Denise Klitsie

Location: Gardnerville, Nevada

Describe your featured work:

My paintings rarely start out from an idea or concept. I have tried working that way, but I can’t. However,  the illustration work is definitely concept driven. When I am in painting mode the creative process is  layered by time because things slow down tremendously. I wait. I try things– sometimes they work  sometimes they don’t. Sometimes I have to just start over. But the notion of ‘start over’ isn’t really true  because the moment I ‘give up’ and start over is usually the turning point when things get moving. This  is what I like about painting and what I hate about it. What keeps me at it is a fair amount of  determinism, curiosity and struggle. I like to start something and then put it away–for weeks, months,  even years. I put it away to forget it so that later on I may be surprised by something. But it is a little like  trying to orchestrate the unexpected, a little ‘trick’ I play on myself. I do not completely understand it. 

Palimpsest 1

I am interested in the figure because of its emotional content. The figure is the context, the location. The figure allows me to perform all sorts of processes with it. The figure is sturdy and almost  indestructible–I can layer all sorts of thoughts and feelings, pile loads of private meaning onto it. The  figure can bear the weight of my struggle with the paint and my heavy hand, my chisel and spade. By an by the thing will start to talk back to me suggesting meaningful symbols or non-linear narratives  which I then attempt to weave into the story of the forms, the physicality of the paint, the marks. I am  interested in recognizable imagery as well as the abstract design of things. I am currently becoming  more interested in juxtaposing the illusion of space with the reality of the 2D aspect of the canvas. 

With my featured work, Palimpsest, I am playing around with these ideas. I was looking at the work of  Vija Celmins–her paintings and drawings of surfaces captivated me. Her water surfaces–rendered painstakingly of every tone in the photo–to merge the surface of the paper with this illusion of the surface and space of the water. I decided I wanted to somehow create a similar effect, not as an illusion of space, but to accentuate the reality (truth) of the flatness of the canvas. The idea surprised me and excited me–creating an illusion to reveal a truth.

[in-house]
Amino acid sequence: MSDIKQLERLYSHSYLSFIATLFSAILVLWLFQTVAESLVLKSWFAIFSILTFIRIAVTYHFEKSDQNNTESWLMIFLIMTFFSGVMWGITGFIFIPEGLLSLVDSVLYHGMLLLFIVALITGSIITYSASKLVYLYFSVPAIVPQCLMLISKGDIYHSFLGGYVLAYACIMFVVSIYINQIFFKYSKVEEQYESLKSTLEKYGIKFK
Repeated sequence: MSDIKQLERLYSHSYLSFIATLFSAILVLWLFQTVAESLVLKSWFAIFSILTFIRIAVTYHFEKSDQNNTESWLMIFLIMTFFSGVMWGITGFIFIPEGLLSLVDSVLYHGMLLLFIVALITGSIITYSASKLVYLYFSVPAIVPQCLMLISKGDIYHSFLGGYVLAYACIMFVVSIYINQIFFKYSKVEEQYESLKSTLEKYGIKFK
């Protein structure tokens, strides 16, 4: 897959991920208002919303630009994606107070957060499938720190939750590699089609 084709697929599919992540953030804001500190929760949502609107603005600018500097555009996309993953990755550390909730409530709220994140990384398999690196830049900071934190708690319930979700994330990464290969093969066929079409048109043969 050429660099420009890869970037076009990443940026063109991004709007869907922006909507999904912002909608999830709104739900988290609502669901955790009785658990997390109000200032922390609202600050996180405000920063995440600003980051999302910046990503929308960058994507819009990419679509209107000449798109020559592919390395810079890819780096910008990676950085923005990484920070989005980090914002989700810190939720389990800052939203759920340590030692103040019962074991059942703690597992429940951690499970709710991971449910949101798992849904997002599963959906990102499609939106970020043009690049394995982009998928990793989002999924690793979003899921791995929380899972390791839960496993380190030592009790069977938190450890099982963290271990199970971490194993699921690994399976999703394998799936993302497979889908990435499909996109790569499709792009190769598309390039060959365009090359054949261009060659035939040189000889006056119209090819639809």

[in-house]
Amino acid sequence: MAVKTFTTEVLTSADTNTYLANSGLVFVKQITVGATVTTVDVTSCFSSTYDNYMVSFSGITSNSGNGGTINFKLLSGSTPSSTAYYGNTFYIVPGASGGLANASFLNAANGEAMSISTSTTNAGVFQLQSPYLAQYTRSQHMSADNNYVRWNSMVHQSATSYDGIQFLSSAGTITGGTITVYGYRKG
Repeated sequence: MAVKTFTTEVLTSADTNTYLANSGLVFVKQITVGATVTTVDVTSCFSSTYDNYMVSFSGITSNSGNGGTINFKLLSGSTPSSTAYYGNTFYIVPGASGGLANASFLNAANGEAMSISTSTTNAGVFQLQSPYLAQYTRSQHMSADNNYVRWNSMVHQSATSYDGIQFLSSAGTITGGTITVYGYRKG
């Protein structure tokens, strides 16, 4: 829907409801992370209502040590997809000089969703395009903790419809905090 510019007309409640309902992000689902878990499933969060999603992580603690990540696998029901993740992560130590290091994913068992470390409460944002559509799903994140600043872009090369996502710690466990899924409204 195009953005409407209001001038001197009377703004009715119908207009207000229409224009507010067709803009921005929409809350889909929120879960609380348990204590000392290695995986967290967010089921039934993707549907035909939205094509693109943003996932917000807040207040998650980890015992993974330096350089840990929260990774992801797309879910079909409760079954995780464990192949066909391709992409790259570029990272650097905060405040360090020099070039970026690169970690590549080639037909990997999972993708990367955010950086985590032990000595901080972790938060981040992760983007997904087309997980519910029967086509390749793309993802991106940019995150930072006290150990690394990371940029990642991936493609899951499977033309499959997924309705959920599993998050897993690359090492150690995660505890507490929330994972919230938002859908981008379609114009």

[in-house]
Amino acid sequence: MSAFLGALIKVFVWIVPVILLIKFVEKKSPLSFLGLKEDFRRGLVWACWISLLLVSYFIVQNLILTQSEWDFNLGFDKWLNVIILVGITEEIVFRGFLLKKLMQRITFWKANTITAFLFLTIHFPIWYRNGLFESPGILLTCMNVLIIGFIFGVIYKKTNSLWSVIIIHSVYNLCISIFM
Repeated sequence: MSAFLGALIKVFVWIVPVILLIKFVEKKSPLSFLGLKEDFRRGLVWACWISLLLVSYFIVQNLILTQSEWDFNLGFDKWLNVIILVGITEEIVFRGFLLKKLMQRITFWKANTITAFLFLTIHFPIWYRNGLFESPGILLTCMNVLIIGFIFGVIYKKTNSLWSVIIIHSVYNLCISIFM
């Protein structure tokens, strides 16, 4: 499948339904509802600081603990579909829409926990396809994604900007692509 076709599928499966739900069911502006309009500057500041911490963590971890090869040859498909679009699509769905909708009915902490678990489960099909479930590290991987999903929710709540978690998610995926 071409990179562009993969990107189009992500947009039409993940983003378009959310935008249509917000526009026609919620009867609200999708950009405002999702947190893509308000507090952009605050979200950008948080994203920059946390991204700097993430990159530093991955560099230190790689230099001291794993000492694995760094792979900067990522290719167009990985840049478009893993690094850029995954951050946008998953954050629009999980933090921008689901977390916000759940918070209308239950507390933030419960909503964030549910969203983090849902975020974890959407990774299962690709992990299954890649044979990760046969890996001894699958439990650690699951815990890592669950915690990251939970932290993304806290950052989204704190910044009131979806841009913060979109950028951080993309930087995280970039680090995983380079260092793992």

This is how Palimpsest has evolved (this is how painting happens for me). In 2016 I began with a photo of my husband’s parents when they were newly married. The painting was unsuccessful. I sanded it, but left some recognizable parts, like a face, a foot … On top of this patina, I painted my daughter at the age of nine head to toe from a photo. I liked the direction the painting was taking–that my daughter and her grandparents, whom she has never met, were coexisting on the same surface, fresh paint merging with the previous layer. Later I found an illustrated article on birds in National Geographic (circa 1940s). I tore the individual birds from the pages and taped them to the canvas just to see what would happen not only to space but also to impressions of what I was looking at and I was reminded of prayer for her from years ago–Psalm 91, “Surely he will save you from the fowler’s snare and from the deadly pestilence. He will cover you with his feathers, and under his wings, you will find refuge…” (The symbolism of birds and my daughter goes back to the hour she was born). None of this was premeditated. The birds and the prayer were buried in my imagination, they surfaced because of the process. I work very slowly. Time is a necessary part of how I work.

Vespers
Portrait Young Man

Artist’s Statement:

“A poet had once cautioned me not to live a life that was more vibrant and intense than my inner life, that inner life and  outer must at least be kept in balance, but if one was to  gather strength over the other, let it be the life within.”

–Carolyn Forche´